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recovered from only 20% of wounds. Thereafter recovery continued to decrease over time, and the fungus was not recovered from wounds inoculated from 84 (early), 112 (mid) and 56 days (late) after pruning. CONCLUSION These results suggest that, in McLaren Vale and Wagga Wagga, there may be little advantage in choosing one pruning time over another with regard to minimising the risk of infection by E. lata , D. seriata and N. luteum. This finding is not consistent with results obtained in other countries, where either early or late pruning affected wound susceptibility. Regardless of the pruning time, wounds were generally susceptible to infection by each of the pathogens for at least the first two weeks after pruning, although susceptibility to D. seriata declined more slowly over time. Application of fungicide to pruning wounds may be effective in reducing the incidence of infection by trunk disease pathogens (Pitt et al. 2012, Ayres et al. 2014, 2016). Current research is also investigating the preventative and curative effects of fungicides on trunk disease pathogens. Preliminary results suggest that application of fungicide to pruning wounds could provide disease control for at least three weeks, thereby covering the critical first two weeks of wound susceptibility shown here. In order to ensure a sufficient incidence of pathogen recovery for comparison with non-inoculated controls, 500-1000 fungal spores were applied to the pruning wounds. Carter and Moller (1971) estimated that the number of spores that would naturally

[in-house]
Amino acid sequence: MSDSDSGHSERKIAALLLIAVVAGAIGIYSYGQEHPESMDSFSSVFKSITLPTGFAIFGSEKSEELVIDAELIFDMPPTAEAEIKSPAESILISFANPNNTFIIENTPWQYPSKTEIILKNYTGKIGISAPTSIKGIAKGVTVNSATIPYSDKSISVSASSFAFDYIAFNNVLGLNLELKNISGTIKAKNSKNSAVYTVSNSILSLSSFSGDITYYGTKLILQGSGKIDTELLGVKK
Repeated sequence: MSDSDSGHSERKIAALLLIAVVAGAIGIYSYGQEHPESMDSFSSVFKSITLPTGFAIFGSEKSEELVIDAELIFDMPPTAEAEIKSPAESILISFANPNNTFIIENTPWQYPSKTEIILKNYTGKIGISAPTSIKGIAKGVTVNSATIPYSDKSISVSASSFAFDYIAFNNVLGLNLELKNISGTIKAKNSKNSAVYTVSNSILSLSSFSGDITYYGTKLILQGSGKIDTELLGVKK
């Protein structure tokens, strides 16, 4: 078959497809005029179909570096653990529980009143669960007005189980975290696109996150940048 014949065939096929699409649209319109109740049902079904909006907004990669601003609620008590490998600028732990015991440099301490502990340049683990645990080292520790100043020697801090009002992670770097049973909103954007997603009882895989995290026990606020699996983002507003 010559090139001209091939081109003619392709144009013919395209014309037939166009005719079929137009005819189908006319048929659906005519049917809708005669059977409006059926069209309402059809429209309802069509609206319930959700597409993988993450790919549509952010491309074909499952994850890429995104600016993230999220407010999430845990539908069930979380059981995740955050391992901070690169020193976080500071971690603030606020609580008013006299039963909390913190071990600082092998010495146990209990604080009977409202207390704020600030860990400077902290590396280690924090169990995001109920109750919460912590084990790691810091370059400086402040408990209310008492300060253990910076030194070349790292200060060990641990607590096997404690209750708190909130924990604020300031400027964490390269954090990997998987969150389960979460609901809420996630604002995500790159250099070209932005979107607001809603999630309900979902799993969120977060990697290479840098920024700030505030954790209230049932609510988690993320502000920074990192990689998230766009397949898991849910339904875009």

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infect a pruning wound on apricot was in the order of 10 spores. In this study, based on previous research, 50-100 times this dose was used, which represents an extreme disease pressure not normally present in vineyards. Elena et al. (2015) showed that applying fewer E. lata spores (as few as 10) resulted in reduced pathogen recovery, more closely reflecting natural disease pressure. Ayres et al. (2016) showed that using fewer spores (200) resulted in increased efficacy of fungicide treatments when compared with higher spore doses. Trials have been repeated and, if results are confirmed, will provide valuable information for the management of grapevine trunk diseases. This research highlights the importance of evaluating wound susceptibility in the grapegrowing region of interest. Future research will extend this work to other Australian wine regions with different climates, including using the pathogen species to which wounds were most susceptible and under lower disease pressure. ACKNOWLEDGEMENTS This research was funded by Wine Australia, with additional support from Nufarm Australia, Adelaide Hills Wine Region, Barossa Grape and Wine Association, McLaren Vale Grape Wine and Tourism Association and Clare Region Winegrape Growers Association. The authors thank Ian Bogisch, Cathy Todd, Lee Bartlett, Georgina Elena and the Wagga Wagga technical staff for technical assistance. REFERENCES Ayres, M.; Wicks, T.; Scott, E. and Sosnowski, M. (2014) Optimising pruning wound protection for the control of eutypa dieback. Australian and New Zealand Grapegrower and Winemaker 602:30-33. Ayres, M.R.; Wicks, T.J.; Scott, E.S. and Sosnowski, M.R. (2016) Developing pruning wound protection strategies for managing Eutypa dieback. Australian Journal of Grape and Wine Research (In press). Carter, M.V. and Moller, W.J. (1970) Duration of susceptibility of apricot pruning wounds to infection by Eutypa armeniacae. Australian Journal of Agricultural Research 21:915-920. Carter, M.V. and Moller, W.J. (1971) The quantity of inoculum required to infect apricot and other Prunus species with Eutypa armeniacae. Australian Journal of Experimental Agriculture and Animal Husbandry 11:684-686. Chapuis, L.; Richard, L. and Dubos, B. (1998) Variation in susceptibility of grapevine pruning wound to infection by Eutypa lata in south-western France. Plant Pathology 47:463-472. Elena, G.; Sosnowski, M.R.; Ayres, M.R.; Lecomte, P.; Benetreau, C.; GarciaFigueres, F. and Luque, J. (2015) Effect of the inoculum dose of three grapevine trunk pathogens on the infection of artificially inoculated pruning wounds. Phytopathologia Mediterranea 54:345-354. Moller, W.J. and Kasimatis, J.J. (1980) Protection of grapevine pruning wounds from Eutypa dieback. Plant Disease 64:278-280. Munkvold, G.P. and Marois, J.J. (1995) Factors associated with variation in susceptibility of grapevine pruning wounds to infection by Eutypa lata. Phytopathology 85:249-256. Petzoldt, C.H.; Moller, W.J. and Sall, M.A. (1981) Eutypa dieback of grapevine: seasonal differences in infection and duration of susceptibility of pruning wounds. Phytopathology 71:540-543. Pitt, W.M.; Sosnowski, M.R.; Huang, R.; Qiu, Y.; Steel, C.C. and Savocchia, S. (2012) Evaluation of fungicides for the management of Botryosphaeria canker of grapevines. Plant Disease 96:1303-1308.